On Tuesday, Feb. 19, I presented Senate Bill 62 to the Senate Government Reform Committee. This legislation modifies the process for participating in a class action lawsuit by requiring each plaintiff to submit a statement specifying a dollar amount to be awarded for damages and detailing the nature of the loss or damages suffered due to the defendant’s unlawful actions. Under this proposal, a judge shall not award damages unless objective proof is provided that the plaintiffs suffered damages by the defendant’s unlawful act.
The Missouri Merchandising Practices Act (MMPA) was passed in 1967 to protect consumers against fraudulent or unlawful businesses deals. I believe some attorneys have been increasingly abusing the MMPA by claiming that a violation occurred when the details of the case do not qualify it for a MMPA violation. This legislation has the potential to decrease the number of class action lawsuits incorrectly filed as MMPA violations by requiring plaintiffs to identify the ways in which they suffered damages from the defendant’s actions. Not every plaintiff suffers the same damages, so it is important that each plaintiff submit the damages they personally suffered so they receive their fair share of the awarded damages. All too often, these class action lawsuits needlessly monopolize judicial resources and slow down other cases on the docket, and I believe this bill could alleviate some of the congestion in our state’s judicial system.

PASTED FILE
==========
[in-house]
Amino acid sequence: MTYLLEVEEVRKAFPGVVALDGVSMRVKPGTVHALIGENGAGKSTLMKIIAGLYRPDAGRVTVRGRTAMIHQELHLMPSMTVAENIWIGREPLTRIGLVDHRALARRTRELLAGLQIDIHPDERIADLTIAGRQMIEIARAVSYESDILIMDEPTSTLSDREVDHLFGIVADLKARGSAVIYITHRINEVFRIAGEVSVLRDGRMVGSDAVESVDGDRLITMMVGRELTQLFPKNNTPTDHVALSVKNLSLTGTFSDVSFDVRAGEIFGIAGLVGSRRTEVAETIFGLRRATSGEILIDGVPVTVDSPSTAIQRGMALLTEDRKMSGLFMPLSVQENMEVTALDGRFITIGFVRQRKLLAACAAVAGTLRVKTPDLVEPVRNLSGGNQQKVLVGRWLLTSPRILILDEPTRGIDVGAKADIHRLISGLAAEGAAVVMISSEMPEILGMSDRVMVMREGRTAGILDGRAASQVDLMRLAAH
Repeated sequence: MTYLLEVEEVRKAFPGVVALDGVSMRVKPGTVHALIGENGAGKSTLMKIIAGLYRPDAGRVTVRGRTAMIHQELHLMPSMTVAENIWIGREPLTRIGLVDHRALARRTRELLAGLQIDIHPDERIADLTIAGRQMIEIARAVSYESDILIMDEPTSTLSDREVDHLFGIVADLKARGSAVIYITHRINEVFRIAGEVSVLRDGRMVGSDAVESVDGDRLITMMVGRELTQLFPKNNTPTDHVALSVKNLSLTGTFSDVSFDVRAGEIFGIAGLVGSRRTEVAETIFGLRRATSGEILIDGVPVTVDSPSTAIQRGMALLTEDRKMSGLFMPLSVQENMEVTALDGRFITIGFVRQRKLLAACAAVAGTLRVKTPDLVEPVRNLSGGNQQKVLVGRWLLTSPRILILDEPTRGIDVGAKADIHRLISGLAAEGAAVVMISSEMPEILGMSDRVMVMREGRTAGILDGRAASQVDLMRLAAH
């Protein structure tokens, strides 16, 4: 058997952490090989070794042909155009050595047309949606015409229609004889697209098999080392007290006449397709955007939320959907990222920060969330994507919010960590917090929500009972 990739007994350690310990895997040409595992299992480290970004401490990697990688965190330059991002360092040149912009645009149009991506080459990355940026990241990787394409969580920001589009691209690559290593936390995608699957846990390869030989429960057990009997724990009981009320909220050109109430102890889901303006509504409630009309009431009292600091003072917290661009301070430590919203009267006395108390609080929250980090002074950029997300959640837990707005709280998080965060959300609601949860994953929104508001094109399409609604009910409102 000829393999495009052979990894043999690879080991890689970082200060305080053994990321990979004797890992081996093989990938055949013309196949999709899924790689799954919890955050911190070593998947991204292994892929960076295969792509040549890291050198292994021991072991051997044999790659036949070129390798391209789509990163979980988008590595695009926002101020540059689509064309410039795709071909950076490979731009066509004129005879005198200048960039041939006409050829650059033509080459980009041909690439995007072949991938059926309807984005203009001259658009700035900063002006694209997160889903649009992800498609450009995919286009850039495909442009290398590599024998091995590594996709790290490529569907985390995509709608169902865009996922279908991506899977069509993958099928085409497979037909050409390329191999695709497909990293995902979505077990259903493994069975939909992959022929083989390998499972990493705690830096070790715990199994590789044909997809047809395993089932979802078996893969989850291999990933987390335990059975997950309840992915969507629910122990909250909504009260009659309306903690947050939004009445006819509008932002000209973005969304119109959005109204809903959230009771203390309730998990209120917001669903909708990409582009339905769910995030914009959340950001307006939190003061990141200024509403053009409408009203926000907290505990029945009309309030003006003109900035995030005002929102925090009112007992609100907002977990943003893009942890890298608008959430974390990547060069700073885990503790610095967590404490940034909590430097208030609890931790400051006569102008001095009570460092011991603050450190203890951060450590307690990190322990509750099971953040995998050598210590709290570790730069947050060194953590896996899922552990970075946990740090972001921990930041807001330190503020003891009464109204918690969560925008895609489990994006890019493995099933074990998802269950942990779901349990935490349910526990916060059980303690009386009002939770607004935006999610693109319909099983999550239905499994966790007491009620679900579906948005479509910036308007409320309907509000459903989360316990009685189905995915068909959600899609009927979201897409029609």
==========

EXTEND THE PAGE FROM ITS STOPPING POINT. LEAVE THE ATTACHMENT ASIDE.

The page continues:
In committee, we added an amendment to SB 62 which would allow builders involved in transactions of new home construction to offer an express warranty in place of the MMPA and give the consumer notice that the MMPA does not apply to the transaction. If the consumer believes the warranty is not sufficient or desires the protection of the MMPA, they may choose not to enter into this contract or negotiate different terms. This provides builders more options and ensures the consumers are aware of all details of the transactions.
On Feb. 26, the committee passed SB 62. I believe this legislation will provide a more balanced judicial system in Missouri, and I believe that it reflects the needs of Missouri’s consumers. I look forward to further debating SB 62 with my colleagues on the Senate floor, and I am hopeful that it will reach the governor’s desk before the end of the 2019 legislative session.
Please visit Sen. Burlison’s official Missouri Senate website at www.senate.mo.gov/burlison for more legislative and constituent resources.